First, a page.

Flowers in the Celosia genus will give your garden a dazzling array of cream, magenta, orange, pink, red or yellow blossoms in spectacular plumes, elongated cones or wrinkly knobs. They’re easy to grow and will thrive in a wide range of soils. They will also survive heat and endure drought. Through it all there is one constant: Celosias require full sun.
You have to grow celosias as annuals if you live in U.S. Department of Agriculture plant hardiness zones 2 through 9, but if you live in USDA 10 or 11, you can grow them as perennials. If you grow them as annuals and want early blossoms, plant the seeds indoors six to eight weeks before the last expected frost in your area. Transplant seedlings you grew from seed or purchased from a nursery after the last expected frost.
Celosia Argentea Cultivars
Seeds or nursery starts of Celosia argentea are either plumed or crested. Plumed cultivars bear fluffy, feathery heads containing hundreds of tiny flowers. Crested cultivars have brilliant flowers that suggest a rooster’s comb, hence their common name, cockscomb. Plumed Celosias that have been named All-American selections include “Fresh Look Red” (Celosia argentea “Fresh Look Red”) and “Fresh Look Yellow” (Celosia argentea “Fresh Look Yellow”), both of which produce blooms all summer without deadheading, plus “Apricot Brandy” (Celosia argentea “Apricot Brandy”) that yields apricot-orange plumes and “New Look” (Celosia argentea “New Look”) that has dark bronze foliage. Crested or cockscomb cultivars include “Big Chief Mix” (Celosia cristata “Chief Mix”) that yields gold, red, rose or yellow flowers that resemble cauliflower or coral and “Jewel Box Mix” (Celosia cristata “Jewel Box Mix”) an 8-inch-tall flower with bronze leaves and fan-shaped flower heads colored bright gold, pink, red, salmon or yellow.
Celosia Spicata Cultivars
Cultivars of Celosia spicata grow narrow spikes of flowers that resemble heads of wheat, hence they are sometimes called wheat celosias. They have cylindrical rose or pink flower heads with silvery-white at the bottoms of the flowers, giving them a metallic sheen. They are more shrubby than argentea cultivars, and their flowers are more muted in color. Examples include “Flamingo” (Celosia spicata “Flamingo”) that yields pink or purples that fade to white or silver and “Pink Candle” (Celosia spicata “Pink Candle”) that grows deep pink flowers highlighted with silver.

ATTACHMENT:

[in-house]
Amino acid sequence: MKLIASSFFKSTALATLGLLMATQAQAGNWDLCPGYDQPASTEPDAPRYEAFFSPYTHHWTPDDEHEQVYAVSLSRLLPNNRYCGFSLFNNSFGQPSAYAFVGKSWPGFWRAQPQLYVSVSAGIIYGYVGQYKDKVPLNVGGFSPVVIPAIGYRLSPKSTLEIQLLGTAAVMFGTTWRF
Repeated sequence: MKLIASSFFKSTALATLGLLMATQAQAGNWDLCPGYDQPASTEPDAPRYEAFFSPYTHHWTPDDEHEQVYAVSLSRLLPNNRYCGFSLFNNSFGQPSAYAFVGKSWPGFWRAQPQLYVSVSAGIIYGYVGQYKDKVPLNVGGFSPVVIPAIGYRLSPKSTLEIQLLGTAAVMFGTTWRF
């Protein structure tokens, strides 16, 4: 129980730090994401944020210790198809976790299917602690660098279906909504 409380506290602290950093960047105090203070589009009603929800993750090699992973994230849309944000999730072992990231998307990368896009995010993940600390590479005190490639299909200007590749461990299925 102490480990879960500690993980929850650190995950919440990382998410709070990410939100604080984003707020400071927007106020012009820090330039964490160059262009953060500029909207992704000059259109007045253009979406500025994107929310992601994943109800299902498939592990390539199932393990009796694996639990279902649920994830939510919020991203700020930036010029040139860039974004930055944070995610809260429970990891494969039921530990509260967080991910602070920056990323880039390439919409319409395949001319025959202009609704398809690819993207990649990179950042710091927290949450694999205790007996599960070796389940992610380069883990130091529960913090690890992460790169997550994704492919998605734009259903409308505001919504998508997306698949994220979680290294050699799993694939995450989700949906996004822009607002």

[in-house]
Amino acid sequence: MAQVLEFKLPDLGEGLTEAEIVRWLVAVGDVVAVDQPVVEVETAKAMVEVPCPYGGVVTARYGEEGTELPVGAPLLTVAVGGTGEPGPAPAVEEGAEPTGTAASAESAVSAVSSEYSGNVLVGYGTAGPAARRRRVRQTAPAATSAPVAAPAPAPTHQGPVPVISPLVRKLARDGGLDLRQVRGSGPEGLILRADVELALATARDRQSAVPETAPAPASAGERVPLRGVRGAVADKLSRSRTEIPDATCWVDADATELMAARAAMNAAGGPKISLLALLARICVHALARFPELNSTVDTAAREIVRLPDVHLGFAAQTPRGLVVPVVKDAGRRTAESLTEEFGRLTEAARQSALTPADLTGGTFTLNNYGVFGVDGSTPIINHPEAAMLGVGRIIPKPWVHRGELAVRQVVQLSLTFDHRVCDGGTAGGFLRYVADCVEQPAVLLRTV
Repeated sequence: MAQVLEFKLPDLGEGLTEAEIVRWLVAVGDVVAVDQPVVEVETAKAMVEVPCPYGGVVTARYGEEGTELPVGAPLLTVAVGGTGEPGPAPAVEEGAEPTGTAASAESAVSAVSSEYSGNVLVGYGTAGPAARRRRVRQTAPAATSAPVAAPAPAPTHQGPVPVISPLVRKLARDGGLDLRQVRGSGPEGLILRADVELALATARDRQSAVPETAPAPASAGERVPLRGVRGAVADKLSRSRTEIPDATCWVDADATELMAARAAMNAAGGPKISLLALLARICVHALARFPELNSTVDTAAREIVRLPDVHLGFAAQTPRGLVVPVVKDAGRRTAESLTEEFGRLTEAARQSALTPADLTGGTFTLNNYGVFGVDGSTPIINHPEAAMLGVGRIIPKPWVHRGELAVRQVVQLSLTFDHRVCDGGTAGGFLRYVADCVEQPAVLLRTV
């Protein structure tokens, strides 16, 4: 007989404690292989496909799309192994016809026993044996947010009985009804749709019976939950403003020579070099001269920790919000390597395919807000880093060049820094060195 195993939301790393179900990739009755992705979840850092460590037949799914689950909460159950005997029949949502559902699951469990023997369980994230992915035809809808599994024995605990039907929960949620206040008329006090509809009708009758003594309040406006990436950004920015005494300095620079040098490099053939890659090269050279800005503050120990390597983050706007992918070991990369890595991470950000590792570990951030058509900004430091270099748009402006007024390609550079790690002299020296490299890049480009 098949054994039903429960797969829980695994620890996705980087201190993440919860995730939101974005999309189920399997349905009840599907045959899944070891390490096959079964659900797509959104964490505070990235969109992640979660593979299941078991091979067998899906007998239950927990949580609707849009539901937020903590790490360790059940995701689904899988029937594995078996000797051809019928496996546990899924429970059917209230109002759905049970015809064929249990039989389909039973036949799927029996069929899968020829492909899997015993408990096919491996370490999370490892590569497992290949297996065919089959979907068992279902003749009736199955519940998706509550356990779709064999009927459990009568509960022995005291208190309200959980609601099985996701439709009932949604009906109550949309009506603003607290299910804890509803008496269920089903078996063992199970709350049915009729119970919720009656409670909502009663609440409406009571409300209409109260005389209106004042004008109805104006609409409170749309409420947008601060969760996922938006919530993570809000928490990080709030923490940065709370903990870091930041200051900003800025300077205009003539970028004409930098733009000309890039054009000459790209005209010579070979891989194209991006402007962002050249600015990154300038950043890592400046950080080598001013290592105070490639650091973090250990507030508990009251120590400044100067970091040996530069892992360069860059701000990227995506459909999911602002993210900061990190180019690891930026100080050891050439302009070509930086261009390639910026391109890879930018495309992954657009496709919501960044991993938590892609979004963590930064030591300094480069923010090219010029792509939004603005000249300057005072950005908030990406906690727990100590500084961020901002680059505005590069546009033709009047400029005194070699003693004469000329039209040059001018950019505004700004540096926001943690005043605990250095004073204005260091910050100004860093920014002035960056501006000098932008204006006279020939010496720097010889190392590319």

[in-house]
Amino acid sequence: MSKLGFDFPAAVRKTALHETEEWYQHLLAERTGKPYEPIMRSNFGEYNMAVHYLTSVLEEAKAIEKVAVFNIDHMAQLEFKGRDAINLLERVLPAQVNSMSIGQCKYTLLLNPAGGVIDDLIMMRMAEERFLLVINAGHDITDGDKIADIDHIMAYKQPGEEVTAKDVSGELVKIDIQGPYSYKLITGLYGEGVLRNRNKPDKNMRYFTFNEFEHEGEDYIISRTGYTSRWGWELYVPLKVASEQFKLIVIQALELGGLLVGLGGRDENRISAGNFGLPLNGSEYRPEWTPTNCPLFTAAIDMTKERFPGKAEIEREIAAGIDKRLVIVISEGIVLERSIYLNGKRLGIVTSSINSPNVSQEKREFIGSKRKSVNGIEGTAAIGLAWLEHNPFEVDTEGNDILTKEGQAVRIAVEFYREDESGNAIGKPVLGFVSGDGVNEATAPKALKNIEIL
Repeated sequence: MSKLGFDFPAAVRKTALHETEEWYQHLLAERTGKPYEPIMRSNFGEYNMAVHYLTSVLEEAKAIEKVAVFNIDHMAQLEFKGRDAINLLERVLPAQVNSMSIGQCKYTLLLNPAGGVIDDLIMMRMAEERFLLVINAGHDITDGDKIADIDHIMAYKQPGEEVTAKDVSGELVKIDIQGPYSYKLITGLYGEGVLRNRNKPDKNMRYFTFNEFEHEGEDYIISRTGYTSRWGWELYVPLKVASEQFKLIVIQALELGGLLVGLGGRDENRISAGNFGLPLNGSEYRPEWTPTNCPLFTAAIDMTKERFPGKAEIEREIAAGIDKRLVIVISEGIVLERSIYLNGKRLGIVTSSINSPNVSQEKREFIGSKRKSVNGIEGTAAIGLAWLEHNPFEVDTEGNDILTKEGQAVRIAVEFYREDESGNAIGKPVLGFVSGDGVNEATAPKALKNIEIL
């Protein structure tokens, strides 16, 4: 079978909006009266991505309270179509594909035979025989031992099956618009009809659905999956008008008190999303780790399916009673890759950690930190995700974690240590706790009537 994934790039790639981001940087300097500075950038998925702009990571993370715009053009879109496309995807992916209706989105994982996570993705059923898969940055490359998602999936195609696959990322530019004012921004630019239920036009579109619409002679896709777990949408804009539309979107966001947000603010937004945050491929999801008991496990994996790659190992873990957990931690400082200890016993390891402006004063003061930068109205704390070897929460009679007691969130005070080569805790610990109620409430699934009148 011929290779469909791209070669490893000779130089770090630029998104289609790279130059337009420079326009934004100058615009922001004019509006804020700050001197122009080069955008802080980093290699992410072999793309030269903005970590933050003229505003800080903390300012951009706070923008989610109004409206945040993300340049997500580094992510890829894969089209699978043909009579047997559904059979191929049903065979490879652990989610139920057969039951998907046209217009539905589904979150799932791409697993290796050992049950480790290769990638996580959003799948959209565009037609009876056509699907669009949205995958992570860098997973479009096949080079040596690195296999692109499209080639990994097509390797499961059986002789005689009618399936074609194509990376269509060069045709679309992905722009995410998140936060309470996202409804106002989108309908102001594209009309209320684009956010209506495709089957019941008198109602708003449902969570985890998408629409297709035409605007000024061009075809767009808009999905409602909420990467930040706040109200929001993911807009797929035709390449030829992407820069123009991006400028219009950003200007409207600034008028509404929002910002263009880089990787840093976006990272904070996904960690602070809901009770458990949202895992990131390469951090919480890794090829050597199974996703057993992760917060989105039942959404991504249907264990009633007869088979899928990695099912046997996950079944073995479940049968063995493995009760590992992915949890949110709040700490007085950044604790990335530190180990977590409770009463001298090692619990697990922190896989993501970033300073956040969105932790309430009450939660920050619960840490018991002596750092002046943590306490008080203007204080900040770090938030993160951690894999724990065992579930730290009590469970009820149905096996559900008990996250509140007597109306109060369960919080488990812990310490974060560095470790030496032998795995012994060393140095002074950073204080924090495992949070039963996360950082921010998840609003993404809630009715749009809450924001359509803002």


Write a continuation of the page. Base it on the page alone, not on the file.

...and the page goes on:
Growing From Seed
Celosias will take about three months to flower after you plant the seeds. They do not like soil that is less than 60 degrees Fahrenheit. If you start them indoors to transplant as annuals, plant the seeds 1/4 inch deep in moistened seed-starting mix, then cover the pots in plastic wrap. Keep them in temperatures from 70 to 80 degrees until they germinate, which should take 10 to 15 days. After they germinate, put them under fluorescent lights or move them to a sunny, south-facing window. They will first grow cotyledon or embryonic leaves. When they grow two leaves that look like leaves on an adult plant, remove the weakest seedlings.
- National Garden Bureau: Celosia (Celosia Cristata)
- Floridata: Celosia spp.
- Missouri Botanical Garden: Celosia Argentea var. Cristata (Cristata Group)
- Missouri Botanical Garden: Celosia Agentea var.Cristata (Plumosa Group)
- University of Florida Extension: Celosia Plumosa Cockscomb
- Cornell University: Celosia, Plumed
- Cornell University: Celosia, Wheat
- Photo Credit Jupiterimages/Photos.com/Getty Images